He said checkers respond by asking: Why does that matter amid the safety protocols we are supposed to be following?
“But they don’t seem to care,” he said. “That happens often, especially around the last two holidays like this past 4th [of July].”
Fortunately, not all chains are so cavalier.
“Kroger’s been the worst,” Walters said — the least enforced. “Rite Aid second.” Albertsons/Vons “mostly doing a pretty good job,” depends on the store site and managers. “Gelson’s has been off-the-charts great. Stater Bros. has been a little bit fishy, but they’re starting to pick it up now.”
Walters noted that as of last week, CAL-OSHA has started doing COVID inspections on site. One was at a North County store.
He said he sent texts to union stewards that they have a right to walk with state inspectors — encouraging them to point things out.“You know the store manager isn’t going to walk the OSHA inspector (to problem areas),” Walters said. The state Office of Emergency Services said targeted inspections began in the wake of Gov. Gavin Newsom’s orders to that effect, with the county helping choose which stores get inspected.
Brian Ferguson, a spokesman for the state Office of Emergency Services, said about 200 state inspectors fanned out to enforce the health rules last Friday. They include inspectors from Alcoholic Beverage Control (checking restaurants and bars), Board of Barbering and Cosmetology (checking salons) and the Division of Occupational Safety and Health.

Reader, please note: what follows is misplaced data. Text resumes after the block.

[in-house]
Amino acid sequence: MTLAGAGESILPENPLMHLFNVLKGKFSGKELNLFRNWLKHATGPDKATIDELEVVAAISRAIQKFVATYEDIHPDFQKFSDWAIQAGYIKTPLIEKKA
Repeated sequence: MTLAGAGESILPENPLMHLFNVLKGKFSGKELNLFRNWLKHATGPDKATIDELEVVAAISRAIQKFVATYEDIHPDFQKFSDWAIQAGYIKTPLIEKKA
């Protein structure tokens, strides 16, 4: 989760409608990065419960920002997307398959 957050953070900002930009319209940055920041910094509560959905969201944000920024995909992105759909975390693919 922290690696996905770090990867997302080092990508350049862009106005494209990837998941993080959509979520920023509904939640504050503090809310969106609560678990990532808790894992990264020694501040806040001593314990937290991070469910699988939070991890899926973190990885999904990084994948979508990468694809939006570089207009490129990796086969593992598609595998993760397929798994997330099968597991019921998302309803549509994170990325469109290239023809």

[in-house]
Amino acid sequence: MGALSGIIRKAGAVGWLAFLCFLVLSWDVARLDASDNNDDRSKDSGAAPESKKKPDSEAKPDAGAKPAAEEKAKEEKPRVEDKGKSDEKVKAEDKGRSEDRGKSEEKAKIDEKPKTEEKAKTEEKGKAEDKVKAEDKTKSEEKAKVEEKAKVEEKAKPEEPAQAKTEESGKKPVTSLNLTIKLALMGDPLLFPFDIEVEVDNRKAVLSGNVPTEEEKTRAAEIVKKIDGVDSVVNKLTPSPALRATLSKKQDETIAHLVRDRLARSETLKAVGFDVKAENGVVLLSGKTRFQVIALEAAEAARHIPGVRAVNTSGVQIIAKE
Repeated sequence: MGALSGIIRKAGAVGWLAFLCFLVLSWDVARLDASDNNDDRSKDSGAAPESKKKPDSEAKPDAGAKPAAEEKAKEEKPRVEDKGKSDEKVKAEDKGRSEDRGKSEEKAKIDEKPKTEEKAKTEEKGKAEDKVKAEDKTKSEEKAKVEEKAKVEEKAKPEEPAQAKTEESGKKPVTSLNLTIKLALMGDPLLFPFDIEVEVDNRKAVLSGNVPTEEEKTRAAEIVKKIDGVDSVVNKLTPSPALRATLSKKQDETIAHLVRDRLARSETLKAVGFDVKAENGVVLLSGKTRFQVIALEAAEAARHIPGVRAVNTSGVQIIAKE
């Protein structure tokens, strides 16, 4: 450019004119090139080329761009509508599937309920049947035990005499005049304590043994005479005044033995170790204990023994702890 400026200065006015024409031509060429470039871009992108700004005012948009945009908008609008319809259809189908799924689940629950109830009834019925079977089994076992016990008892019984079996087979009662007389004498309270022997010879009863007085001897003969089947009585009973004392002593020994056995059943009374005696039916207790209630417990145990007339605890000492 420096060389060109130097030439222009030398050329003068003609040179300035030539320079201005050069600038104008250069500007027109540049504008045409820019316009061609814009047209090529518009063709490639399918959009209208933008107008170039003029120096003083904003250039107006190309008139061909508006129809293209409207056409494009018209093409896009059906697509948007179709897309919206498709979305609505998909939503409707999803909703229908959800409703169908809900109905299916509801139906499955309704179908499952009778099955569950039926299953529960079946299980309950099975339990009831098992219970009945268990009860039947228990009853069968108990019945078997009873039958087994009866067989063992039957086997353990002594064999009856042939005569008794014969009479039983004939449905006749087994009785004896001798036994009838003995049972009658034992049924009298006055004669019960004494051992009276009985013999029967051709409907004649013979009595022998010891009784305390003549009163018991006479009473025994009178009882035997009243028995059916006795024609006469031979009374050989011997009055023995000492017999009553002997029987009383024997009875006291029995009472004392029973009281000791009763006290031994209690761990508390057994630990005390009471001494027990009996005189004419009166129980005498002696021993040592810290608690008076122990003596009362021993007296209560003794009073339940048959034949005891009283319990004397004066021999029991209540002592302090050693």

“We will be going directly to those who thumb their nose at public health and safety,” Ferguson said in a statement. “State government will be out in force … to make sure all California businesses and service providers are doing their part to slow the spread of COVID-19.”
Walters, who spent three hours on a Region 8 conference call Wednesday, said that
when the outbreak started, stores were doing six to eight times their normal business.
“Getting that $2 an hour wasn’t a difficult as … it could be,” he said. “Stores are doing a … huge amount of additional sales. Yet the virus has picked back up. This is the worst it’s ever been.”
If the grocery giants don’t yield to UFCW on pay and protection, it may come down to the union winning community and political support for help.
Although a car-caravan-style protest is possible — as was done in Virginia and West Virginia — don’t expect picketing outside your local unionized grocery store.
“If we run out into the community and … start having picket lines and protests to get that $2 back, I don’t think that’s going to look too good in the community for people who don’t have jobs,” he said.
So the UFCW is considering a publicity campaign that seeks to win pay raises at union and nonunion stores alike.
“We’re trying to get all of the companies to pay. And that way there’s a level playing field. … Those workers deserve it, too,” he said. “We’re going to use community pressure … some political pressure. … That will be the next step.”
For now, Walters is hurting for his members.
“We’ve had members disciplined [after getting into verbal] altercations,” he said. “It really kind of angers me…. What kills me is that our members are sitting here — all they want to do is sell groceries.”
Updated at 3:07 p.m. July 10, 2020